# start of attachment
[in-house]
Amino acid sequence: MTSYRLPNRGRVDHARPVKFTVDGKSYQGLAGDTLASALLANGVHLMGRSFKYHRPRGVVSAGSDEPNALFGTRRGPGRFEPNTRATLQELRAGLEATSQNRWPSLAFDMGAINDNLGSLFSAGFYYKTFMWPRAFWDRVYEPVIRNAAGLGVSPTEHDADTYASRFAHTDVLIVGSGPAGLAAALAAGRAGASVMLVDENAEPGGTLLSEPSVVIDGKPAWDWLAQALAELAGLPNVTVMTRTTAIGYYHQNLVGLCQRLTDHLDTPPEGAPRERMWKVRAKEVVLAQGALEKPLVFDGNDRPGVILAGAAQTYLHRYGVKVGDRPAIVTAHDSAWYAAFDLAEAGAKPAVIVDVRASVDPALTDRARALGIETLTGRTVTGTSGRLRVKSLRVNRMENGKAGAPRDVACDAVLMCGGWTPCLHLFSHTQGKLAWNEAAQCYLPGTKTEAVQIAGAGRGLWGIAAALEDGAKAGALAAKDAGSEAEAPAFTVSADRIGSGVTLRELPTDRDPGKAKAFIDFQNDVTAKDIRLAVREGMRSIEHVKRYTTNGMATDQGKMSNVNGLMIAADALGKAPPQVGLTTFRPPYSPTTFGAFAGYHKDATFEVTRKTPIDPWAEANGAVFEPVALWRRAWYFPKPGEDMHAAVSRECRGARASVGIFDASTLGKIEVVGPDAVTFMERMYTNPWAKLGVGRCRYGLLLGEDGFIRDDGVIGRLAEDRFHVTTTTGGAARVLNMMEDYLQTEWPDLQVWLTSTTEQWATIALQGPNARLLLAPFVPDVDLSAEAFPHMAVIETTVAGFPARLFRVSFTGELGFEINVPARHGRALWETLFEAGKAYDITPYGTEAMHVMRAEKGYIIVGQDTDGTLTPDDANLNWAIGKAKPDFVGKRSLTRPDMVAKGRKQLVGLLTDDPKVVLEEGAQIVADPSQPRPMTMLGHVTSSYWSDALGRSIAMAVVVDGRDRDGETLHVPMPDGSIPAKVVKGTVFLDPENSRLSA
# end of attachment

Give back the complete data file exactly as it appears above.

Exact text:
[in-house]
Amino acid sequence: MTSYRLPNRGRVDHARPVKFTVDGKSYQGLAGDTLASALLANGVHLMGRSFKYHRPRGVVSAGSDEPNALFGTRRGPGRFEPNTRATLQELRAGLEATSQNRWPSLAFDMGAINDNLGSLFSAGFYYKTFMWPRAFWDRVYEPVIRNAAGLGVSPTEHDADTYASRFAHTDVLIVGSGPAGLAAALAAGRAGASVMLVDENAEPGGTLLSEPSVVIDGKPAWDWLAQALAELAGLPNVTVMTRTTAIGYYHQNLVGLCQRLTDHLDTPPEGAPRERMWKVRAKEVVLAQGALEKPLVFDGNDRPGVILAGAAQTYLHRYGVKVGDRPAIVTAHDSAWYAAFDLAEAGAKPAVIVDVRASVDPALTDRARALGIETLTGRTVTGTSGRLRVKSLRVNRMENGKAGAPRDVACDAVLMCGGWTPCLHLFSHTQGKLAWNEAAQCYLPGTKTEAVQIAGAGRGLWGIAAALEDGAKAGALAAKDAGSEAEAPAFTVSADRIGSGVTLRELPTDRDPGKAKAFIDFQNDVTAKDIRLAVREGMRSIEHVKRYTTNGMATDQGKMSNVNGLMIAADALGKAPPQVGLTTFRPPYSPTTFGAFAGYHKDATFEVTRKTPIDPWAEANGAVFEPVALWRRAWYFPKPGEDMHAAVSRECRGARASVGIFDASTLGKIEVVGPDAVTFMERMYTNPWAKLGVGRCRYGLLLGEDGFIRDDGVIGRLAEDRFHVTTTTGGAARVLNMMEDYLQTEWPDLQVWLTSTTEQWATIALQGPNARLLLAPFVPDVDLSAEAFPHMAVIETTVAGFPARLFRVSFTGELGFEINVPARHGRALWETLFEAGKAYDITPYGTEAMHVMRAEKGYIIVGQDTDGTLTPDDANLNWAIGKAKPDFVGKRSLTRPDMVAKGRKQLVGLLTDDPKVVLEEGAQIVADPSQPRPMTMLGHVTSSYWSDALGRSIAMAVVVDGRDRDGETLHVPMPDGSIPAKVVKGTVFLDPENSRLSA